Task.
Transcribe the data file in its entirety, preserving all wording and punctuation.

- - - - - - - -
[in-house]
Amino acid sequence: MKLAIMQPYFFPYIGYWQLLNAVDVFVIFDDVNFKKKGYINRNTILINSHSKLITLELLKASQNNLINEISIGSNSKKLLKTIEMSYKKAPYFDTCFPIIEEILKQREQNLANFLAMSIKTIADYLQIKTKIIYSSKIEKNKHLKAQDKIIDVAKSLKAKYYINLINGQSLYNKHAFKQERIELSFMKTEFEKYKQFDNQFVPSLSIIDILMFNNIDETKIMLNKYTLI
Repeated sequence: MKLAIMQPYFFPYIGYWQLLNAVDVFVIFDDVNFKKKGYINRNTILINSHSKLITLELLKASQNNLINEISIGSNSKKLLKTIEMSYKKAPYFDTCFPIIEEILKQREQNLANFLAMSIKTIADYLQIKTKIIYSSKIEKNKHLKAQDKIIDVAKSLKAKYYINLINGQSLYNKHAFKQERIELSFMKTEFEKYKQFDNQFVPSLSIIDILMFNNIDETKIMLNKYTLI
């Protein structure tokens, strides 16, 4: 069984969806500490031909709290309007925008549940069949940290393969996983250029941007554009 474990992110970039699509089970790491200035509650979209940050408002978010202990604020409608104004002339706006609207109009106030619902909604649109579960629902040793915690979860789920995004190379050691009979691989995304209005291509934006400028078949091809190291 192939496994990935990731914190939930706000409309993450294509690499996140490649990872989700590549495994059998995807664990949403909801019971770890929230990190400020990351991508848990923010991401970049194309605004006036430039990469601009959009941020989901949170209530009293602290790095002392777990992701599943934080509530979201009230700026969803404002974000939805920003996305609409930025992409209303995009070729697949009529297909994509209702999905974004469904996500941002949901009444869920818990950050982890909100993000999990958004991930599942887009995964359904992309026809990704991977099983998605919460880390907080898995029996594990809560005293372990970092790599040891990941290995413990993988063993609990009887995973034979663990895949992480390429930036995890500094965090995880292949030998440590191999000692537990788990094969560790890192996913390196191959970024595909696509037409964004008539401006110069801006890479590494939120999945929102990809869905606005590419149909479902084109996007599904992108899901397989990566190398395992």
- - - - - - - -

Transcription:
[in-house]
Amino acid sequence: MKLAIMQPYFFPYIGYWQLLNAVDVFVIFDDVNFKKKGYINRNTILINSHSKLITLELLKASQNNLINEISIGSNSKKLLKTIEMSYKKAPYFDTCFPIIEEILKQREQNLANFLAMSIKTIADYLQIKTKIIYSSKIEKNKHLKAQDKIIDVAKSLKAKYYINLINGQSLYNKHAFKQERIELSFMKTEFEKYKQFDNQFVPSLSIIDILMFNNIDETKIMLNKYTLI
Repeated sequence: MKLAIMQPYFFPYIGYWQLLNAVDVFVIFDDVNFKKKGYINRNTILINSHSKLITLELLKASQNNLINEISIGSNSKKLLKTIEMSYKKAPYFDTCFPIIEEILKQREQNLANFLAMSIKTIADYLQIKTKIIYSSKIEKNKHLKAQDKIIDVAKSLKAKYYINLINGQSLYNKHAFKQERIELSFMKTEFEKYKQFDNQFVPSLSIIDILMFNNIDETKIMLNKYTLI
């Protein structure tokens, strides 16, 4: 069984969806500490031909709290309007925008549940069949940290393969996983250029941007554009 474990992110970039699509089970790491200035509650979209940050408002978010202990604020409608104004002339706006609207109009106030619902909604649109579960629902040793915690979860789920995004190379050691009979691989995304209005291509934006400028078949091809190291 192939496994990935990731914190939930706000409309993450294509690499996140490649990872989700590549495994059998995807664990949403909801019971770890929230990190400020990351991508848990923010991401970049194309605004006036430039990469601009959009941020989901949170209530009293602290790095002392777990992701599943934080509530979201009230700026969803404002974000939805920003996305609409930025992409209303995009070729697949009529297909994509209702999905974004469904996500941002949901009444869920818990950050982890909100993000999990958004991930599942887009995964359904992309026809990704991977099983998605919460880390907080898995029996594990809560005293372990970092790599040891990941290995413990993988063993609990009887995973034979663990895949992480390429930036995890500094965090995880292949030998440590191999000692537990788990094969560790890192996913390196191959970024595909696509037409964004008539401006110069801006890479590494939120999945929102990809869905606005590419149909479902084109996007599904992108899901397989990566190398395992």